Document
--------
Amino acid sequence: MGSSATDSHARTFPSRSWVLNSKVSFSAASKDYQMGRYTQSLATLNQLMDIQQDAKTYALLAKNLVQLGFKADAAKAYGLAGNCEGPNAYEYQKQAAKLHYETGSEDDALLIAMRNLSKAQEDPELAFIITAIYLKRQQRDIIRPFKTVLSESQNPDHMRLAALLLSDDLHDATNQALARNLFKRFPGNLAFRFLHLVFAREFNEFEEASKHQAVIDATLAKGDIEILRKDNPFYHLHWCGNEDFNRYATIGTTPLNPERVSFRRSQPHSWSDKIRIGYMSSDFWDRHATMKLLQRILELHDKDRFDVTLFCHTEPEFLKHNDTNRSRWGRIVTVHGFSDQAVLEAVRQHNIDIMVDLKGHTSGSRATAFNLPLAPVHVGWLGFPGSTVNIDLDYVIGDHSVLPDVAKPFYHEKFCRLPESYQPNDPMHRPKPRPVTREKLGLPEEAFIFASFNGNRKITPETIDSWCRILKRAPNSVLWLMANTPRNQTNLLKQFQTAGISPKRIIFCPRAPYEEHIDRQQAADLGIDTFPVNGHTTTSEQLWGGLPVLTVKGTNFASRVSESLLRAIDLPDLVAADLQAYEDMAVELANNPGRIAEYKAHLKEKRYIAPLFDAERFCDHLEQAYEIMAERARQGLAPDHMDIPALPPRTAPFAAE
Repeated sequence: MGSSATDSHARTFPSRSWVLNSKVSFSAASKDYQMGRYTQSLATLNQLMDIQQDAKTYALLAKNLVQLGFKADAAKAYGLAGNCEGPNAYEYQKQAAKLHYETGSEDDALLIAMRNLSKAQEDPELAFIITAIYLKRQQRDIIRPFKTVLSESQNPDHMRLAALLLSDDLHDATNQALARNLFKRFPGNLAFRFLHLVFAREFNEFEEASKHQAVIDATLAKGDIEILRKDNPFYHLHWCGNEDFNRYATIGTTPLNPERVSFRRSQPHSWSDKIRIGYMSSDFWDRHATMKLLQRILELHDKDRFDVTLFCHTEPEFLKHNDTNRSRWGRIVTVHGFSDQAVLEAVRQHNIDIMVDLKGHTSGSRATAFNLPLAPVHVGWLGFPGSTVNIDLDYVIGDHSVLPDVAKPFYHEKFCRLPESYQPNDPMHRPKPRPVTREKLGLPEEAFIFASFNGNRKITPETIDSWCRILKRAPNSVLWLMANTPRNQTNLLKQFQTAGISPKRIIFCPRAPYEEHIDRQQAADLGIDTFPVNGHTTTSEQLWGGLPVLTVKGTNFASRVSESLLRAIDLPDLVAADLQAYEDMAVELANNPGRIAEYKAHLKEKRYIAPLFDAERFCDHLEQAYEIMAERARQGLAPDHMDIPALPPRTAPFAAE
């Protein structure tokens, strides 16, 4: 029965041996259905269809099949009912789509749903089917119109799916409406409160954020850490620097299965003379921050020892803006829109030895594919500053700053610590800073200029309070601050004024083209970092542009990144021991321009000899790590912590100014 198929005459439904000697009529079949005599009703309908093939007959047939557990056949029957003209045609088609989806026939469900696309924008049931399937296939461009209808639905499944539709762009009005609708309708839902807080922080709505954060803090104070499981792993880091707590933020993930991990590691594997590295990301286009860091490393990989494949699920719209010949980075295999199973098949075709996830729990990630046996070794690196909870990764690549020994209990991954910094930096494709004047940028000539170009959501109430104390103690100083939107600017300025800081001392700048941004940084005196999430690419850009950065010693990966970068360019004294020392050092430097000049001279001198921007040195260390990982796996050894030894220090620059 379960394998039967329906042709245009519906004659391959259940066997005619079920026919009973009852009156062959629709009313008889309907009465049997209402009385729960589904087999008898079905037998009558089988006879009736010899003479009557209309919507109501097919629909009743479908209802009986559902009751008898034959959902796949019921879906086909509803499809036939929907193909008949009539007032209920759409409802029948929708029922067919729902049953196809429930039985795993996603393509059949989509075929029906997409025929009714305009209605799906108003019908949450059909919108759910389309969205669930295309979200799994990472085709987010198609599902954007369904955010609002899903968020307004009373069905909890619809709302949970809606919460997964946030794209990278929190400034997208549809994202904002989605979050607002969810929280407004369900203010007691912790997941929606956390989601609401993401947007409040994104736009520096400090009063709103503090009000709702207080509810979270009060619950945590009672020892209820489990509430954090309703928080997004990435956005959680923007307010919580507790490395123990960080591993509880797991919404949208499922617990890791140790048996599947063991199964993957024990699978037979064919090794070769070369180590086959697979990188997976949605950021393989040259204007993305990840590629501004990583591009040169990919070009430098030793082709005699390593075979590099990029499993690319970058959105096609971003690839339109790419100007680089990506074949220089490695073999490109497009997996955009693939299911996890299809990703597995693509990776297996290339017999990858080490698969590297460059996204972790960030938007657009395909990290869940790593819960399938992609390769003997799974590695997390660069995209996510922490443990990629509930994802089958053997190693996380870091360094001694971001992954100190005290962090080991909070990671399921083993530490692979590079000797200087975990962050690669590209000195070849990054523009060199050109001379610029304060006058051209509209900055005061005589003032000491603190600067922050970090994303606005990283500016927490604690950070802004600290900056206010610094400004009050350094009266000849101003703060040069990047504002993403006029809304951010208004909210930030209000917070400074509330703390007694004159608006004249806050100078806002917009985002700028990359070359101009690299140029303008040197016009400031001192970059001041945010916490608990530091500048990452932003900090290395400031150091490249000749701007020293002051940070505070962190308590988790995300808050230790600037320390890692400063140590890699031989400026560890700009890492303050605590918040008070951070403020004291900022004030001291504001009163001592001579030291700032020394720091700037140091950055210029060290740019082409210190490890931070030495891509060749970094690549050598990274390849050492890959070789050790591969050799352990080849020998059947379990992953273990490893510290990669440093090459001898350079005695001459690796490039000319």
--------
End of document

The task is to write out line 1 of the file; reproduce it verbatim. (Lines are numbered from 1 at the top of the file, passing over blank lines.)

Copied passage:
Amino acid sequence: MGSSATDSHARTFPSRSWVLNSKVSFSAASKDYQMGRYTQSLATLNQLMDIQQDAKTYALLAKNLVQLGFKADAAKAYGLAGNCEGPNAYEYQKQAAKLHYETGSEDDALLIAMRNLSKAQEDPELAFIITAIYLKRQQRDIIRPFKTVLSESQNPDHMRLAALLLSDDLHDATNQALARNLFKRFPGNLAFRFLHLVFAREFNEFEEASKHQAVIDATLAKGDIEILRKDNPFYHLHWCGNEDFNRYATIGTTPLNPERVSFRRSQPHSWSDKIRIGYMSSDFWDRHATMKLLQRILELHDKDRFDVTLFCHTEPEFLKHNDTNRSRWGRIVTVHGFSDQAVLEAVRQHNIDIMVDLKGHTSGSRATAFNLPLAPVHVGWLGFPGSTVNIDLDYVIGDHSVLPDVAKPFYHEKFCRLPESYQPNDPMHRPKPRPVTREKLGLPEEAFIFASFNGNRKITPETIDSWCRILKRAPNSVLWLMANTPRNQTNLLKQFQTAGISPKRIIFCPRAPYEEHIDRQQAADLGIDTFPVNGHTTTSEQLWGGLPVLTVKGTNFASRVSESLLRAIDLPDLVAADLQAYEDMAVELANNPGRIAEYKAHLKEKRYIAPLFDAERFCDHLEQAYEIMAERARQGLAPDHMDIPALPPRTAPFAAE